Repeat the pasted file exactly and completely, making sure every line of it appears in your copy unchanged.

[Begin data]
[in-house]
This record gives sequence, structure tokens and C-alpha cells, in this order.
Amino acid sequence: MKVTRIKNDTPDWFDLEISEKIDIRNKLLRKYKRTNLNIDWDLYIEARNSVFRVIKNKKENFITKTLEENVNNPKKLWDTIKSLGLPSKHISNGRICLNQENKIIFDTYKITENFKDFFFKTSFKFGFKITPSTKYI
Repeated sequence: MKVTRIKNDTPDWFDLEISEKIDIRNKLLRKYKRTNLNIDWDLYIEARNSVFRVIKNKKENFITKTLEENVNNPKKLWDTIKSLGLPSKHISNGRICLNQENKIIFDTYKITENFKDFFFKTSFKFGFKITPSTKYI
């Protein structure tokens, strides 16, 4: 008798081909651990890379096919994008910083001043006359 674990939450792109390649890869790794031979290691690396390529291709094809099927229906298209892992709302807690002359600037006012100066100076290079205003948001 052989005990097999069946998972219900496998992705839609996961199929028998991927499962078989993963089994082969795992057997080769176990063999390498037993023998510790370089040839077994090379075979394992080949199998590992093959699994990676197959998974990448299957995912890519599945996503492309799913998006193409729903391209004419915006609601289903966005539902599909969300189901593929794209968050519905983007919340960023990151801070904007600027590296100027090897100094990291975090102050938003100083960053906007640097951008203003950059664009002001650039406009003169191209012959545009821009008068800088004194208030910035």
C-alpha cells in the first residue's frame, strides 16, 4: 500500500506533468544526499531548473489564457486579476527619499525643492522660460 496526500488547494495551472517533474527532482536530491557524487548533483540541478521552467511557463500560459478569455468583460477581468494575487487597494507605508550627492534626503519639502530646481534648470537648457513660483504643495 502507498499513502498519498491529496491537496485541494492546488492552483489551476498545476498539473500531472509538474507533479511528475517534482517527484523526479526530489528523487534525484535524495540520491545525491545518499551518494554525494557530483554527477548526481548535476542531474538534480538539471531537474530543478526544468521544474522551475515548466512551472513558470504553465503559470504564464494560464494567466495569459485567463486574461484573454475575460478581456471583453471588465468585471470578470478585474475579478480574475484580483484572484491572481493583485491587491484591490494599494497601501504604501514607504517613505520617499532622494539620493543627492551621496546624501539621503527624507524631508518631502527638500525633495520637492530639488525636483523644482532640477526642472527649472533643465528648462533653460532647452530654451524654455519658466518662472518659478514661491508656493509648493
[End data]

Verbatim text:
[in-house]
This record gives sequence, structure tokens and C-alpha cells, in this order.
Amino acid sequence: MKVTRIKNDTPDWFDLEISEKIDIRNKLLRKYKRTNLNIDWDLYIEARNSVFRVIKNKKENFITKTLEENVNNPKKLWDTIKSLGLPSKHISNGRICLNQENKIIFDTYKITENFKDFFFKTSFKFGFKITPSTKYI
Repeated sequence: MKVTRIKNDTPDWFDLEISEKIDIRNKLLRKYKRTNLNIDWDLYIEARNSVFRVIKNKKENFITKTLEENVNNPKKLWDTIKSLGLPSKHISNGRICLNQENKIIFDTYKITENFKDFFFKTSFKFGFKITPSTKYI
């Protein structure tokens, strides 16, 4: 008798081909651990890379096919994008910083001043006359 674990939450792109390649890869790794031979290691690396390529291709094809099927229906298209892992709302807690002359600037006012100066100076290079205003948001 052989005990097999069946998972219900496998992705839609996961199929028998991927499962078989993963089994082969795992057997080769176990063999390498037993023998510790370089040839077994090379075979394992080949199998590992093959699994990676197959998974990448299957995912890519599945996503492309799913998006193409729903391209004419915006609601289903966005539902599909969300189901593929794209968050519905983007919340960023990151801070904007600027590296100027090897100094990291975090102050938003100083960053906007640097951008203003950059664009002001650039406009003169191209012959545009821009008068800088004194208030910035």
C-alpha cells in the first residue's frame, strides 16, 4: 500500500506533468544526499531548473489564457486579476527619499525643492522660460 496526500488547494495551472517533474527532482536530491557524487548533483540541478521552467511557463500560459478569455468583460477581468494575487487597494507605508550627492534626503519639502530646481534648470537648457513660483504643495 502507498499513502498519498491529496491537496485541494492546488492552483489551476498545476498539473500531472509538474507533479511528475517534482517527484523526479526530489528523487534525484535524495540520491545525491545518499551518494554525494557530483554527477548526481548535476542531474538534480538539471531537474530543478526544468521544474522551475515548466512551472513558470504553465503559470504564464494560464494567466495569459485567463486574461484573454475575460478581456471583453471588465468585471470578470478585474475579478480574475484580483484572484491572481493583485491587491484591490494599494497601501504604501514607504517613505520617499532622494539620493543627492551621496546624501539621503527624507524631508518631502527638500525633495520637492530639488525636483523644482532640477526642472527649472533643465528648462533653460532647452530654451524654455519658466518662472518659478514661491508656493509648493